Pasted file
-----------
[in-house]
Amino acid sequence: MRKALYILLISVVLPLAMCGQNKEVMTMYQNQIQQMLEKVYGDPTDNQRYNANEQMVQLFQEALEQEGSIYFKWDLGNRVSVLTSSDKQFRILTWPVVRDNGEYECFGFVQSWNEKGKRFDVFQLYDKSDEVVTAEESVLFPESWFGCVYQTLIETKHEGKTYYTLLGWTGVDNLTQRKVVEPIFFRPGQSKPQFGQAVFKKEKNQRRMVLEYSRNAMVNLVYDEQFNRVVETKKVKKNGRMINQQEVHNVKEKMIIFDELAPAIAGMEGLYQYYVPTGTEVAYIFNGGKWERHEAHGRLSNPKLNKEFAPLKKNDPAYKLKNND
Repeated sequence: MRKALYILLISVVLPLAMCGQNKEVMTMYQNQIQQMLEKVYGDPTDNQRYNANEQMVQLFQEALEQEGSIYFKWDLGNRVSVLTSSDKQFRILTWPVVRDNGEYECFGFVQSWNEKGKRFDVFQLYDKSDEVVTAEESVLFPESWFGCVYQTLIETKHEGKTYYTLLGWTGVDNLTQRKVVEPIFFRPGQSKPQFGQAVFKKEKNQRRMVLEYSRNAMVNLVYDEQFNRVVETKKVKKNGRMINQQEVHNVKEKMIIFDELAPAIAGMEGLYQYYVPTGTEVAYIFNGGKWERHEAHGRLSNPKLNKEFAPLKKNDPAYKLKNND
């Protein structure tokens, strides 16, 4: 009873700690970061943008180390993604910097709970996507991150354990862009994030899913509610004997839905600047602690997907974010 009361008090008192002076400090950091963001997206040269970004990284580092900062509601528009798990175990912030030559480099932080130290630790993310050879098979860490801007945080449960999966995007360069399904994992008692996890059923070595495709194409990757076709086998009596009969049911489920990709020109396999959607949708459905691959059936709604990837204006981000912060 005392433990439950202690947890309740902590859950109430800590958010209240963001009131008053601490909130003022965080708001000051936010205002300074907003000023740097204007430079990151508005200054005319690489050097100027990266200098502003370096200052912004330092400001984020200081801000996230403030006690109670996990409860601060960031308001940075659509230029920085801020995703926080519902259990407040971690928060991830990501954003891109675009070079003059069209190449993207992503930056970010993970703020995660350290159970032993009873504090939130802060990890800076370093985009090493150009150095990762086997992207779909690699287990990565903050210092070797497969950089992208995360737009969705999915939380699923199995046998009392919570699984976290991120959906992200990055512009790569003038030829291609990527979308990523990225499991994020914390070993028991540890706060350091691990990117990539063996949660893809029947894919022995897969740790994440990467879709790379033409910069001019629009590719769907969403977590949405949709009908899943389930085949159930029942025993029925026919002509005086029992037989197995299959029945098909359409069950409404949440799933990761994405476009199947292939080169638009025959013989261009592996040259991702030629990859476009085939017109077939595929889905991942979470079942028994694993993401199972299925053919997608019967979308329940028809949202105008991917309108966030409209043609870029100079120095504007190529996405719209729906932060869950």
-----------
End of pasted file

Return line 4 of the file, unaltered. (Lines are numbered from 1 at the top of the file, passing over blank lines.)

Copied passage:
């Protein structure tokens, strides 16, 4: 009873700690970061943008180390993604910097709970996507991150354990862009994030899913509610004997839905600047602690997907974010 009361008090008192002076400090950091963001997206040269970004990284580092900062509601528009798990175990912030030559480099932080130290630790993310050879098979860490801007945080449960999966995007360069399904994992008692996890059923070595495709194409990757076709086998009596009969049911489920990709020109396999959607949708459905691959059936709604990837204006981000912060 005392433990439950202690947890309740902590859950109430800590958010209240963001009131008053601490909130003022965080708001000051936010205002300074907003000023740097204007430079990151508005200054005319690489050097100027990266200098502003370096200052912004330092400001984020200081801000996230403030006690109670996990409860601060960031308001940075659509230029920085801020995703926080519902259990407040971690928060991830990501954003891109675009070079003059069209190449993207992503930056970010993970703020995660350290159970032993009873504090939130802060990890800076370093985009090493150009150095990762086997992207779909690699287990990565903050210092070797497969950089992208995360737009969705999915939380699923199995046998009392919570699984976290991120959906992200990055512009790569003038030829291609990527979308990523990225499991994020914390070993028991540890706060350091691990990117990539063996949660893809029947894919022995897969740790994440990467879709790379033409910069001019629009590719769907969403977590949405949709009908899943389930085949159930029942025993029925026919002509005086029992037989197995299959029945098909359409069950409404949440799933990761994405476009199947292939080169638009025959013989261009592996040259991702030629990859476009085939017109077939595929889905991942979470079942028994694993993401199972299925053919997608019967979308329940028809949202105008991917309108966030409209043609870029100079120095504007190529996405719209729906932060869950």